INTERCEPT PROCEDURES TEXTBOOK
The speed of the missile requires that the bogey be placed off collision bearing so that the
lead collision angle-off is satisfied. Because of this, three things occur:
1. Target aspect will be greater than fighter's AO.
2. The bogey is placed inside collision bearing and will drift away from it. As a result, TA
will increase over time.
3. The missile is on a collision course with the bogey.
The fighter's task is to establish a collision course at long range to close on the bogey in the
quickest manner possible. At a range slightly greater than Rmax, this collision is broken off to
position the bogey inside collision bearing. This will establish the bogey at the correct lead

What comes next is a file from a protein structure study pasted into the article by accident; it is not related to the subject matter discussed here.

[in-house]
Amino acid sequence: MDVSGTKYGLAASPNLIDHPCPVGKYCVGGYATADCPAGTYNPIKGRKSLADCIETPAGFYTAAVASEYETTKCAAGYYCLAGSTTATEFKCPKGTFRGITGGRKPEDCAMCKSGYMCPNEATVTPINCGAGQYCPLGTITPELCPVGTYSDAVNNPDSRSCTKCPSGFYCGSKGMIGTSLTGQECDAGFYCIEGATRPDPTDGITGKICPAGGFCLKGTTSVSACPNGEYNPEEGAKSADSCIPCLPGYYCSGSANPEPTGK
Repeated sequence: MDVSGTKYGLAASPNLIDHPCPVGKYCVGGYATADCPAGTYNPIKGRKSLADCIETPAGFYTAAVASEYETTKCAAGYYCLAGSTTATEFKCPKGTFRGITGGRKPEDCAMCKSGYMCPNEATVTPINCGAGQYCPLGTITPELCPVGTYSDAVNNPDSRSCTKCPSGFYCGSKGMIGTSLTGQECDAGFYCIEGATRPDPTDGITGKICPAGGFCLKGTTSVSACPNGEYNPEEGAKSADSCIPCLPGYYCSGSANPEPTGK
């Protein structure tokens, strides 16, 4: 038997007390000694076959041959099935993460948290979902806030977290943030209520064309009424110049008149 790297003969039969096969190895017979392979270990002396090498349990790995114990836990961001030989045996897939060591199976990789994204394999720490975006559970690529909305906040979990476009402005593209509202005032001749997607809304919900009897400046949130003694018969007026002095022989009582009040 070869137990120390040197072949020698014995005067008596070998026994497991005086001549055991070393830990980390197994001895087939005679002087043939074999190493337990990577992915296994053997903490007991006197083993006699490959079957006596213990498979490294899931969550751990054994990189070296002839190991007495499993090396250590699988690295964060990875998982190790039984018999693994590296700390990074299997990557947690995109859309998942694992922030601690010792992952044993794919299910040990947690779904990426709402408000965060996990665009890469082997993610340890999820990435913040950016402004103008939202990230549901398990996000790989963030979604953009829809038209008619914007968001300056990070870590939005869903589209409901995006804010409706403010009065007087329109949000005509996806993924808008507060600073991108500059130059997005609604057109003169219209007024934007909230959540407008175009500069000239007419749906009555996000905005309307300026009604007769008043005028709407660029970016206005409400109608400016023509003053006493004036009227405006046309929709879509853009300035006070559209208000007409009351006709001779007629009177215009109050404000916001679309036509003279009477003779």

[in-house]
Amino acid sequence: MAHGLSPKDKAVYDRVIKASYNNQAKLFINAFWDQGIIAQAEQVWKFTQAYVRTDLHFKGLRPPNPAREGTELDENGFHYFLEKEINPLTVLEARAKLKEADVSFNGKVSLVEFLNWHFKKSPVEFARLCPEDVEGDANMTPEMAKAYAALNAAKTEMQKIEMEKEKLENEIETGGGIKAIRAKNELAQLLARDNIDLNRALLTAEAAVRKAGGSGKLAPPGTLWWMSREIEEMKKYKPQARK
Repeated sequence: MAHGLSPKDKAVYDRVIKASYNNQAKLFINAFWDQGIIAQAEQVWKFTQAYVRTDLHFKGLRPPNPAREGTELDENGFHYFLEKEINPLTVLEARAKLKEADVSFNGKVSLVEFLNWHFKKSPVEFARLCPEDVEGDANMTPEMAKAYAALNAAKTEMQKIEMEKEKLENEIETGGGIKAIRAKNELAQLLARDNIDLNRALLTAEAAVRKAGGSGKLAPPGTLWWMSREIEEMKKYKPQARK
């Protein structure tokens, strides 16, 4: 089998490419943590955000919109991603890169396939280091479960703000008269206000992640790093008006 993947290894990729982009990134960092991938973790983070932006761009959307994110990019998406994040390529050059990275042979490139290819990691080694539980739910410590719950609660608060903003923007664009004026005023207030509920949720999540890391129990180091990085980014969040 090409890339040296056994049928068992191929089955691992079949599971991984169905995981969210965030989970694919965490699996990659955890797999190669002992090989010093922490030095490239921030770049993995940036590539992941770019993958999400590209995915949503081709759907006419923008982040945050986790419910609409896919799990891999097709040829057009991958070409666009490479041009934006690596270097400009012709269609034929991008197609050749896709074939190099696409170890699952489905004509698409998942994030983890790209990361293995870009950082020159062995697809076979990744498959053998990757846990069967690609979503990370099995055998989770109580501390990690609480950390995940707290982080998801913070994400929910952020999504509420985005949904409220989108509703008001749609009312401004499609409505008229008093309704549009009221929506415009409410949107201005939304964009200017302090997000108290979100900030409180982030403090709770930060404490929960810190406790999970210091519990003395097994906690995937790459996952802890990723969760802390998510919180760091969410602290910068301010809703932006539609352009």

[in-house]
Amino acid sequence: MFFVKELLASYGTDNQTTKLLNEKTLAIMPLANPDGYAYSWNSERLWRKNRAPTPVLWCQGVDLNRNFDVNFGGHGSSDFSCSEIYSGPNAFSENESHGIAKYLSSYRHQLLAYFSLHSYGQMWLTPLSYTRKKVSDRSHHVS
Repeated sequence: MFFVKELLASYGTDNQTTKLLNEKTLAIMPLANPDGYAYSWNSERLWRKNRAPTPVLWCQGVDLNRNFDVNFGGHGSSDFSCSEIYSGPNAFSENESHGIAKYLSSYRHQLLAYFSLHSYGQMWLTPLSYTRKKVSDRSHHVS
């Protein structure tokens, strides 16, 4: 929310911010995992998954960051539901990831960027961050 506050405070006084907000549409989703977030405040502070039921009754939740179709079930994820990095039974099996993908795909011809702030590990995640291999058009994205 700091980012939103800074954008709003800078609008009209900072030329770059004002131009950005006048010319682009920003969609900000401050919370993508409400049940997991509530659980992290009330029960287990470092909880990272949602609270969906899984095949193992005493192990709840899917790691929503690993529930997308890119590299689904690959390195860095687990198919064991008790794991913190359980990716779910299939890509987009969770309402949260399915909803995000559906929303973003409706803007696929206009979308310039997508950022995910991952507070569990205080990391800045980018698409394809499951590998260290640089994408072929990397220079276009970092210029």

collision point for the missile at or inside Rmax.
Lead Angle Off
Because the speed of the missile and that of the bogey are not equal, an isosceles triangle will
not exist. The angle off of the bogey, when the fighter is in correct position for firing the
Sparrow, is known as "lead." In Figure 1, it is the smaller of the two angles shown from the
fighter's nose position.
The fire control computer of a modern fighter will provide the necessary steering information
to the aircrew for this lead angle off. The fighter will then maneuver to position the aim dot to
the proper position. Once the dot is within the ASE Circle and range requirements have been
met, the AIM-7 can successfully be deployed.